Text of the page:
Summary and implications
In December 2012 HMRC responded to the earlier consultation on the tax treatment of REITs investing in REITs. They announced that they would introduce measures to allow the income of UK REITs investing in other UK REITs to be treated as exempt. The consequences of this are as follows:
- The property income distribution (PID) that a UK REIT receives from another UK REIT would be tax exempt.
- For the purpose of the balance of business (BoB) test the investment by a REIT in another REIT will be included as an asset of the investing REIT’s property rental business.
- The investing REIT must distribute 100 per cent of the PID it receives to its investors within 12 months of the accounting period in which it was received.
The current problem
If a REIT invests in another REIT then the PID received by the investor REIT is at present treated as income from property but is not treated as part of the investor REITs tax exempt rental business. An investment in another REIT is also treated as not within the tax exempt property rental business of the investor REIT for the purposes of the BoB. The REIT regime requires 75 per cent of a REITs asset to comprise assets used in their property rental business.
Why the need for change?
HMRC intends that the measures will provide three benefits to the REIT sector. These benefits were identified by respondents to the original consultation. They are as follows:
- Investment diversification. It was suggested that an existing REIT might seek to divest itself of part of its property rental business by separately listing a new REIT whilst retaining a stake.
- Better cash management. If a REIT has surplus cash, perhaps following a sale, it is currently unable to take a short term stake in another REIT so as to get a better return than that offered by leaving the cash on a short-term interest bearing deposit.
Tax implications. There is a certain illogicality in a REIT being able to avoid tax on an investment in another company if it can enter into a REIT joint venture election provided it holds a stake of more than 40 per cent but to suffer tax if it holds a lesser shareholding in a REIT.
Why a 100 per cent distribution requirement?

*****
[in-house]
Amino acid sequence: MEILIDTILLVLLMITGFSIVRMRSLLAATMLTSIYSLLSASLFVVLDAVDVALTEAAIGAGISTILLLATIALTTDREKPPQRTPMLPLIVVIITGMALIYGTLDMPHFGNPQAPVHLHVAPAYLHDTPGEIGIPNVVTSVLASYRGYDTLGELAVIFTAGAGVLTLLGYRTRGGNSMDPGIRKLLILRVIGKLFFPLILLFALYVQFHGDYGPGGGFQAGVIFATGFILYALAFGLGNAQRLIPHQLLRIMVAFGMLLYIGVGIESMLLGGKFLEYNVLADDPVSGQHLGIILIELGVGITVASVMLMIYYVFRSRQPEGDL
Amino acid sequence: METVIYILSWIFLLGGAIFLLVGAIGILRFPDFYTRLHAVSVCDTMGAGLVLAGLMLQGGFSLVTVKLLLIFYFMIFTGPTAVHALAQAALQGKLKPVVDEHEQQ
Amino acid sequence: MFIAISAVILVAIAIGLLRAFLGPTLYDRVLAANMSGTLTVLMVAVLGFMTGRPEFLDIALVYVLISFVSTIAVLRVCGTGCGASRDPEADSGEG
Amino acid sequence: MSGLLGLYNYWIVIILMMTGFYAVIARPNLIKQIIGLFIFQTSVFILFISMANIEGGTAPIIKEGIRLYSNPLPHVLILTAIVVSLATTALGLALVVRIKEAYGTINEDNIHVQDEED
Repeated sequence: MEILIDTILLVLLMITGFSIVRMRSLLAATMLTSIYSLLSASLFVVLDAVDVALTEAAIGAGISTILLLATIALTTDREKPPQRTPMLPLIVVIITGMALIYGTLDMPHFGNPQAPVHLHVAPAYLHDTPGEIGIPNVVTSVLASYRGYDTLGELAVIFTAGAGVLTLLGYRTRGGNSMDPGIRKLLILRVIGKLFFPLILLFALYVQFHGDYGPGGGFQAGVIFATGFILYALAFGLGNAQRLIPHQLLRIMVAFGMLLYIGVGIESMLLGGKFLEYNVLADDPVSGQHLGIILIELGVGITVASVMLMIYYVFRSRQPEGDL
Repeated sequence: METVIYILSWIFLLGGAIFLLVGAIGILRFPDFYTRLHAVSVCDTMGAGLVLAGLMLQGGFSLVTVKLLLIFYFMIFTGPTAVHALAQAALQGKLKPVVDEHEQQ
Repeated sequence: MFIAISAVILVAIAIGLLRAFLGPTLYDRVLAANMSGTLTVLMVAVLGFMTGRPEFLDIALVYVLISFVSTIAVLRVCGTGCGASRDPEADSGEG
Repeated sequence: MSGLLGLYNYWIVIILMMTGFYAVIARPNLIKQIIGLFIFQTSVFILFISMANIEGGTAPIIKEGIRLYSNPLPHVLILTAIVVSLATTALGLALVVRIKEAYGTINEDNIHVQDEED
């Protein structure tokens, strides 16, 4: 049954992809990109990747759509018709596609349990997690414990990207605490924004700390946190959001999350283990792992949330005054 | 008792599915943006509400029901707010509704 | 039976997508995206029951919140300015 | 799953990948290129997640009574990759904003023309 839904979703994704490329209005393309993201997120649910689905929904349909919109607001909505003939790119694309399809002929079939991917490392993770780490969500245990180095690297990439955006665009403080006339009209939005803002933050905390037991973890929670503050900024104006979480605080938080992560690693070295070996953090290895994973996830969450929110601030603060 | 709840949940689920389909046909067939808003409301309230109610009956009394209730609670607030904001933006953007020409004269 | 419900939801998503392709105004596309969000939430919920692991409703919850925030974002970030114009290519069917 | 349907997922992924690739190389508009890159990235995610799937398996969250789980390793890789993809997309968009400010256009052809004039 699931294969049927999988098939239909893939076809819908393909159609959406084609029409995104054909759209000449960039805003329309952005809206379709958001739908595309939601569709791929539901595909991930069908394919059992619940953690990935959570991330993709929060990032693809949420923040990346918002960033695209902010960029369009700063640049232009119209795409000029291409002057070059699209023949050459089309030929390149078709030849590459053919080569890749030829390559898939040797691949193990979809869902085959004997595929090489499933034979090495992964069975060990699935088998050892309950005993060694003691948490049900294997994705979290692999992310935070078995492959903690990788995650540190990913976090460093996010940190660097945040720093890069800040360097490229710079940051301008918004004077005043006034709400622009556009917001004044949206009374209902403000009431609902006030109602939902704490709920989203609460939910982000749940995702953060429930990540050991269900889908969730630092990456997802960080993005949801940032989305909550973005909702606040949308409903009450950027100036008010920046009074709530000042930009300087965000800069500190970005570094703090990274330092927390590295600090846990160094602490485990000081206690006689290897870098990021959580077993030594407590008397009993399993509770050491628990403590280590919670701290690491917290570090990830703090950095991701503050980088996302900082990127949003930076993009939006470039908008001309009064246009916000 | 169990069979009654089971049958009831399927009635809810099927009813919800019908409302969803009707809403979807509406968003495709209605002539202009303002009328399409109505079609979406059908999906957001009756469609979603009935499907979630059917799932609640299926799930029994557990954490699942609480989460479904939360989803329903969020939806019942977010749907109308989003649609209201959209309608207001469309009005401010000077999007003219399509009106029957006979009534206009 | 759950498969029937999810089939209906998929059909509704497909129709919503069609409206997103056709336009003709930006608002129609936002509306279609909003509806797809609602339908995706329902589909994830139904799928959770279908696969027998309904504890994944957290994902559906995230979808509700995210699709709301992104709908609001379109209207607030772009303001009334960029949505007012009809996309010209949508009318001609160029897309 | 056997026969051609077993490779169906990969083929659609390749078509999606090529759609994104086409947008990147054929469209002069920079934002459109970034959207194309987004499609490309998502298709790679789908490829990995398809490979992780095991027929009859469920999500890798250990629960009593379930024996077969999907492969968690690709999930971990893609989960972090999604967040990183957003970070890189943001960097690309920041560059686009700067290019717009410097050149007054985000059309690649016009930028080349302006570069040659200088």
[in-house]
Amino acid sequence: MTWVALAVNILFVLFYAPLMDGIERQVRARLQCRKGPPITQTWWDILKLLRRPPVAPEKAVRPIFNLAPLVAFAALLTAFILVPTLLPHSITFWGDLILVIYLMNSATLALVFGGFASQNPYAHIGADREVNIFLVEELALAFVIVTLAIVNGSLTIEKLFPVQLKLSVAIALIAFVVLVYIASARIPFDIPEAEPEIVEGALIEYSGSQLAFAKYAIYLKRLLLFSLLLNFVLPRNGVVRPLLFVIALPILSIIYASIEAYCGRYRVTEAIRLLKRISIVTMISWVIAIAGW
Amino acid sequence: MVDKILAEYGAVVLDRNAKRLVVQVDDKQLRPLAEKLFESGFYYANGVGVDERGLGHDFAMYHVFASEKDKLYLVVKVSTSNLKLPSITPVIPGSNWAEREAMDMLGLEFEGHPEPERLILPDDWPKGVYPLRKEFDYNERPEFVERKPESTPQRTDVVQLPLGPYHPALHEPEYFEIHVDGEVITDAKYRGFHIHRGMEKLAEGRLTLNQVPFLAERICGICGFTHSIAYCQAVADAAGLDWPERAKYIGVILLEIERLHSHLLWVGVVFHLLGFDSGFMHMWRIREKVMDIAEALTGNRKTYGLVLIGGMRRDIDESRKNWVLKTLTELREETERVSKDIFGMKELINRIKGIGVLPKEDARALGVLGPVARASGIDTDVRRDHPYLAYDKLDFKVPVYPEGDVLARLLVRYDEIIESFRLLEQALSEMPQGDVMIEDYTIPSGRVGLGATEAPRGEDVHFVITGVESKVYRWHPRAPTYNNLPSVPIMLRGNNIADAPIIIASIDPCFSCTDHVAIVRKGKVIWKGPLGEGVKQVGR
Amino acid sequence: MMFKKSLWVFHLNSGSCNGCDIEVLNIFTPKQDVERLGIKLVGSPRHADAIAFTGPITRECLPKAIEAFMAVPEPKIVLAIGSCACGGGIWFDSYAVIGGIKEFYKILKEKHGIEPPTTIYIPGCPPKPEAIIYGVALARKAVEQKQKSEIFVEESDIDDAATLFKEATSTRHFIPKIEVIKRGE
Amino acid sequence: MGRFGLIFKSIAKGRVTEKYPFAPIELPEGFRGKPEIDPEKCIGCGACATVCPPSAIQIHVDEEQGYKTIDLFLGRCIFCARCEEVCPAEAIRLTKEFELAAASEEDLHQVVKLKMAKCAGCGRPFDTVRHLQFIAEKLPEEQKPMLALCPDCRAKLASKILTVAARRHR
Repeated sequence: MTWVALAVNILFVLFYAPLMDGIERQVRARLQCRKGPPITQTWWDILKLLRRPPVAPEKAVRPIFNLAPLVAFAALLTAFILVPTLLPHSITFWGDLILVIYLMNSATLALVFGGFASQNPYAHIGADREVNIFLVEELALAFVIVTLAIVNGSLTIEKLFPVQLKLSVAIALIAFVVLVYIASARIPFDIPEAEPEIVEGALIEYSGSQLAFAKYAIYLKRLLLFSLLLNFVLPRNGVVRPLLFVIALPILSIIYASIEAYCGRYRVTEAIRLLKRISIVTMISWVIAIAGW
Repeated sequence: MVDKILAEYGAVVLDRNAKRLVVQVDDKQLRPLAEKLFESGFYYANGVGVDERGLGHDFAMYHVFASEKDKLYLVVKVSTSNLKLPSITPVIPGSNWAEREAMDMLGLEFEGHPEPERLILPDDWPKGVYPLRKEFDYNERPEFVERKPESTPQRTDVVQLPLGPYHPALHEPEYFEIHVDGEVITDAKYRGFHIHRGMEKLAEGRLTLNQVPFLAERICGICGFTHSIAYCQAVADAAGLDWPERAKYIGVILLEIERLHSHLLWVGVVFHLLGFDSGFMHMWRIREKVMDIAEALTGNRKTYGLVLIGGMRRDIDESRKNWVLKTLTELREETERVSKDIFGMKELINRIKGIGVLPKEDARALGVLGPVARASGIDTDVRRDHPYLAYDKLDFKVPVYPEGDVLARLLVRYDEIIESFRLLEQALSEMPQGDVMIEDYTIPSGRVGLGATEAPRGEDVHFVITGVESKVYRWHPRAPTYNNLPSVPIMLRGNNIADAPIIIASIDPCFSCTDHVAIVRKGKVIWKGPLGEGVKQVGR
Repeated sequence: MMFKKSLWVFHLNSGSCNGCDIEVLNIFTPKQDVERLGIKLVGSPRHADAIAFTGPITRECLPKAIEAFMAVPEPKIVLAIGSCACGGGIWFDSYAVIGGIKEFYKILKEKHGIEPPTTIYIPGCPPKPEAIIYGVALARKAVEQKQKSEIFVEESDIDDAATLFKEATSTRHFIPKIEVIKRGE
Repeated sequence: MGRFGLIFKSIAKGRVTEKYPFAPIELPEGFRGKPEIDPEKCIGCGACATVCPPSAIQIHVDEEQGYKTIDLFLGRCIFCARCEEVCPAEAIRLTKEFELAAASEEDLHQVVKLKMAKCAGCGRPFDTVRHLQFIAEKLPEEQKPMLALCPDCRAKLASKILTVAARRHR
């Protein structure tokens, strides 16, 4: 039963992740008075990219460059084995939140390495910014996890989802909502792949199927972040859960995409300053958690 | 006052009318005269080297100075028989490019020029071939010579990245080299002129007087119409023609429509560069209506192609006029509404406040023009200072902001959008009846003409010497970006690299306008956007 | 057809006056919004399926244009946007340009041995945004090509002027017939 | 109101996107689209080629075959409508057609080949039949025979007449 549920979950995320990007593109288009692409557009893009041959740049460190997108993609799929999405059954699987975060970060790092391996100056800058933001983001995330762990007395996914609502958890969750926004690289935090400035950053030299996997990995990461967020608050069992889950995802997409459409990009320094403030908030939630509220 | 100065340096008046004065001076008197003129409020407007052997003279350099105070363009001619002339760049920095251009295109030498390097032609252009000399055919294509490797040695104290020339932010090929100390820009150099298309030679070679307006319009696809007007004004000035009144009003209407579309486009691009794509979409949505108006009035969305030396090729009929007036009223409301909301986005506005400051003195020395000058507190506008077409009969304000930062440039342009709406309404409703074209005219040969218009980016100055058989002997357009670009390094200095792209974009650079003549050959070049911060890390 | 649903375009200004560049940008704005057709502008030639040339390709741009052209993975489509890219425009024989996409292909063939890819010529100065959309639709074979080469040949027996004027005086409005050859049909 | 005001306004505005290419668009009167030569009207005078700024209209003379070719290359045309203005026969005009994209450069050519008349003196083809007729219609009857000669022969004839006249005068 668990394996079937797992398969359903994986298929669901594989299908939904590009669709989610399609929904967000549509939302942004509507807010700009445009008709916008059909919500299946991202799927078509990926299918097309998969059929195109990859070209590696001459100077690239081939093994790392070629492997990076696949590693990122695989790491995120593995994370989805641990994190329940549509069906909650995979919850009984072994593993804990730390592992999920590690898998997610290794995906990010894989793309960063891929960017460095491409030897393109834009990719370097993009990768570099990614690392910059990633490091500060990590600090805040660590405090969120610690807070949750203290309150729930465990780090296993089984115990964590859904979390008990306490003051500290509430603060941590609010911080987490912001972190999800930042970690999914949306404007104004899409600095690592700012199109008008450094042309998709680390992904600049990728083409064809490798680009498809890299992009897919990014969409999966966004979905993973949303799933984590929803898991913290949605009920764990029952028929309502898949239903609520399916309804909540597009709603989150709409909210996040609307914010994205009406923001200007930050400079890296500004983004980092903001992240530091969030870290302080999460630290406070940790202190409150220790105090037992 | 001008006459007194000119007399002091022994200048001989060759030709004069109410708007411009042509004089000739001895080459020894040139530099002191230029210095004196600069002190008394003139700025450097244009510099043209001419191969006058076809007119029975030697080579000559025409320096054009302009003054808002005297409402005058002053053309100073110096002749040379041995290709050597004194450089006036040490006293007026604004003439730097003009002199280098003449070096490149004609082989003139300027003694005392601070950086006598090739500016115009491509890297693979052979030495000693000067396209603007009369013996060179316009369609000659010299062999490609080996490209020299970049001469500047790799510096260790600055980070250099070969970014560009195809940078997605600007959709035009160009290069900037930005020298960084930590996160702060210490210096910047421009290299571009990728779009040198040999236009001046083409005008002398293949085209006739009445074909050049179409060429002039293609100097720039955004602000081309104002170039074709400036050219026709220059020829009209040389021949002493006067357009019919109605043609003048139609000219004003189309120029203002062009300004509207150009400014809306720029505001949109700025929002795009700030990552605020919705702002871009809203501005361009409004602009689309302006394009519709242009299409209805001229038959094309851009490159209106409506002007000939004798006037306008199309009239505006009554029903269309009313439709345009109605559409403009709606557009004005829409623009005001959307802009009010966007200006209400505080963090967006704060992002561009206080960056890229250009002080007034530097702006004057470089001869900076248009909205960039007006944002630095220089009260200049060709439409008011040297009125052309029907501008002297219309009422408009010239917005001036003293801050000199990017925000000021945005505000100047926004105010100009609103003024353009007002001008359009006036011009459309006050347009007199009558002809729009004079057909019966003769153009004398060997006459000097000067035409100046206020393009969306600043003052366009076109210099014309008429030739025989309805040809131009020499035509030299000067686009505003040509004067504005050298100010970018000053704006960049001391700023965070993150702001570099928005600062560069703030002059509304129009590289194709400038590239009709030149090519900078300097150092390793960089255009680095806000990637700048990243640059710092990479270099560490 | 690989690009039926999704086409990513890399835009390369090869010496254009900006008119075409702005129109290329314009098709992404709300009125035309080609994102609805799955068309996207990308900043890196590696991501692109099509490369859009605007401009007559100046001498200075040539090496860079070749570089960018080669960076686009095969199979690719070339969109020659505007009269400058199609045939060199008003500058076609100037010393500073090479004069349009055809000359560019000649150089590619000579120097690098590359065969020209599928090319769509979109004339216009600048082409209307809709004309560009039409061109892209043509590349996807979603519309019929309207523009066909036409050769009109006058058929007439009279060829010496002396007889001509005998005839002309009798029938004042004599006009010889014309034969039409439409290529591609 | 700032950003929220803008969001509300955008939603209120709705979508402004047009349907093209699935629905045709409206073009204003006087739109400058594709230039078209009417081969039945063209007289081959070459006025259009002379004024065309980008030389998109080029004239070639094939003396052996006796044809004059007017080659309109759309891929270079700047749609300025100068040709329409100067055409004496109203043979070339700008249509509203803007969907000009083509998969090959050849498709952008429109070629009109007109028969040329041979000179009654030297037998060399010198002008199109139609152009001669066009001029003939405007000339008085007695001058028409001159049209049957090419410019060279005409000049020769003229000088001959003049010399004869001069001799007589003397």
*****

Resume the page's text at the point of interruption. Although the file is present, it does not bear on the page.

Without the requirement for an investor REIT to distribute 100 per cent of any PID received it would be possible for the investor REIT to act as a money box company to accumulate untaxed income. This would lead to a loss of revenue for HMRC.
What has not changed?
Several of those who responded to the consultation wanted HMRC both to relax the “holder of excessive rights” rule and to include REITs within the definition of “institutional investor”.
The “holder of excessive rights” rule effectively limits a REIT investor to a holding of 10 per cent in another REIT. The definition of “institutional investor” is used when assessing whether or not a REIT is close. A close company would fail one of the REIT rules. An “institutional investor” does not make a REIT close. Thus if these two rules did not apply to an investor REIT they could hold more than 10 per cent and would not be counted in deciding whether a REIT was close.
Unsurprisingly HMRC declined to adopt the suggestions, citing the possible loss of revenue as their reason.
Likely effects of the change?
The proposed reforms in legislation are likely to have a positive impact on the REIT sector and will be welcomed by the property industry. The key effects of the changes are likely to be as follows:
- Since they offer the potential for REITs to set up “Sub-REITs”, these Sub-REITs may have differing exposures to property risk and property types which may be attractive to different classes of investor.
- New entrants, such as sovereign wealth funds, may be encouraged to enter the REITs sector. New entrants can establish UK REIT vehicles to joint venture with existing REITs and benefit from increased tax efficiency.
- The reforms to the tax treatment of REIT in REIT investment may encourage offshore unit trusts to move onshore. Whether in fact this will happen in practice is difficult to judge. To date no offshore unit trust has specifically stated that it will do so.
The elephant in the room
Despite the strength of the arguments for change no-one has mentioned the possibility of an existing REIT using the proposed changes when looking to take over another REIT. As one REIT built a stake in another it would no longer suffer the tax disadvantage it would have in the past. Whether the introduction of these changes would hasten the takeover activity long suggested in the sector remains to be seen.
On 11 December 2012 HMRC released the draft clauses and explanatory notes for the Finance Bill 2013. These have been exposed for eight weeks of consultation and include the draft legislative changes necessary to bring in the changes outlined above. The draft clauses introduce the concept of “UK REIT investment profits” as the term for PIDs received by an investor REIT who will separate out this income from their other tax exempt property rental business income. It is this property rental business income that will be treated as distributed first when an investor REIT itself makes a distribution and in determining whether 100 per cent of any PID received is itself distributed.